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Pick up any newspaper, watch any news program and you will see stories of people making war on their neighbors.  Human history is full of stories of war.

I was a very angry, and confrontational young man.  As a teen I got into a lot of fights in school.  I willingly took part in war, Viet Nam.  That conflict taught me the tragic waste of life that is war.  I have not had a physical confrontation since.  Verbal?  If you traveled had with me on my commute to New Jersey you might have learned a few words not found in Websters dictionary. 🙂

Neither I, the society I live in, or the world I share with my fellow men and women, can claim to be truly civilized.  Not as long as we make war on each other.

I can think of only two groups that don’t make war, the Amish and the Jains of India. 

You can read about the Jains here:

http://en.wikipedia.org/wiki/Jainism

In researching the Amish, and their source of guidance that leads them to “non-resistance”, all of the Internet sites I found, with information about the Amish, is written by people who are not Amish.  I did find the following site maintained by The National Committee for Amish Religious Freedom.  This organizations defends Amish communities in courts of law.

http://www.holycrosslivonia.org/amish/intro.htm

From their FAQ page:

http://www.holycrosslivonia.org/amish/amishfaq.htm#pacif

“Some of the Biblical references for peace and non-resistance are: Matthew 5:38-48; John 18:36; Romans 12:18-21; and I Corinthians 6:18.”

Further – “Both Amish and Mennonites are committed to a lifestyle of peace and non- violence. Yes, this pervades every aspect of life. However, no one can predict with certainty how anyone would really react to an absolutely unprecedented crisis such as described above. Emotions as well as thoughts are involved and the situation is personalized. Having said this, we would hope that as people who have practiced a lifestyle of peace, we would not resort to force and violence in a crisis situation such as the one described.
We must briefly make several points:

  1. There is no assurance that use of force would save my life or the life of my family if confronted by an attacker.
  2. We could recall many accounts of unhoped for deliverances, whether by mediation, nature, or divine Providence, when Christians refused to use force when confronted by an attacker.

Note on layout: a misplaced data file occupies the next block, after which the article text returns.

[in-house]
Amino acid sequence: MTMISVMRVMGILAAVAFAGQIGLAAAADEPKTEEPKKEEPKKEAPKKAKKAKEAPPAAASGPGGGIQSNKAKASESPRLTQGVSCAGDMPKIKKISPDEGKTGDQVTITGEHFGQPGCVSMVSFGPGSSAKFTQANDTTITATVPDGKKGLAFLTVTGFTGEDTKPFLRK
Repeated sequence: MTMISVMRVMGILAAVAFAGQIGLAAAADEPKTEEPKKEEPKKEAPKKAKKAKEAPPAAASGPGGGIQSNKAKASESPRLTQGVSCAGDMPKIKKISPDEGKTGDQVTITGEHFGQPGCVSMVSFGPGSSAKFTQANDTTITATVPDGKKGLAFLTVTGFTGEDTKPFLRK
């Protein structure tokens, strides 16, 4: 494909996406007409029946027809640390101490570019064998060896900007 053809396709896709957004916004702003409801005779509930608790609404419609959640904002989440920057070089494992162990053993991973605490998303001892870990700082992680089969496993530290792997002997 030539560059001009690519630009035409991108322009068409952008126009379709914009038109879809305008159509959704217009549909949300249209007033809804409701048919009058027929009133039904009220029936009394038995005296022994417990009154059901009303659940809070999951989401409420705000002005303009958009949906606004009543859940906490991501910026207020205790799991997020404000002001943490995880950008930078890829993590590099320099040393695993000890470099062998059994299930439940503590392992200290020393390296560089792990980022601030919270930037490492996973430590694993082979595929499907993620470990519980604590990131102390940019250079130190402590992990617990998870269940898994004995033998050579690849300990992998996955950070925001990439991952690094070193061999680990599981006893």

3. If the result is death at the hands of the attacker, so be it; death is not threatening to us as Christians. Hopefully the attacker will have at least had a glimpse of the love of Christ in our nonviolent response.
  4. The Christian does not choose a nonviolent approach to conflict because of assurance it will always work; rather the Christian chooses this approach because of his / her commitment to Jesus Christ as Lord.

The analogy to war in the situation described above tends to break down when we think of the vast preparations for war — accumulation of weapons, training of the military, etc. War is planned and seldom is aggression so clearly defined with the defense staying on its home turf.”

Finally to the Bible study part. 🙂

Mathew 5:38-48 (King James Version)

38 “You have heard that it was said, ‘An eye for an eye and a tooth for a tooth.’ 39 But I tell you not to resist an evil person. But whoever slaps you on your right cheek, turn the other to him also. 40 If anyone wants to sue you and take away your tunic, let him have your cloak also. 41 And whoever compels you to go one mile, go with him two. 42 Give to him who asks you, and from him who wants to borrow from you do not turn away.

43 “You have heard that it was said, ‘You shall love your neighbor and hate your enemy.’ 44 But I say to you, love your enemies, bless those who curse you, do good to those who hate you, and pray for those who spitefully use you and persecute you, 45 that you may be sons of your Father in heaven; for He makes His sun rise on the evil and on the good, and sends rain on the just and on the unjust. 46 For if you love those who love you, what reward have you? Do not even the tax collectors do the same? 47 And if you greet your brethren only, what do you do more than others? Do not even the tax collectors do so? 48 Therefore you shall be perfect, just as your Father in heaven is perfect.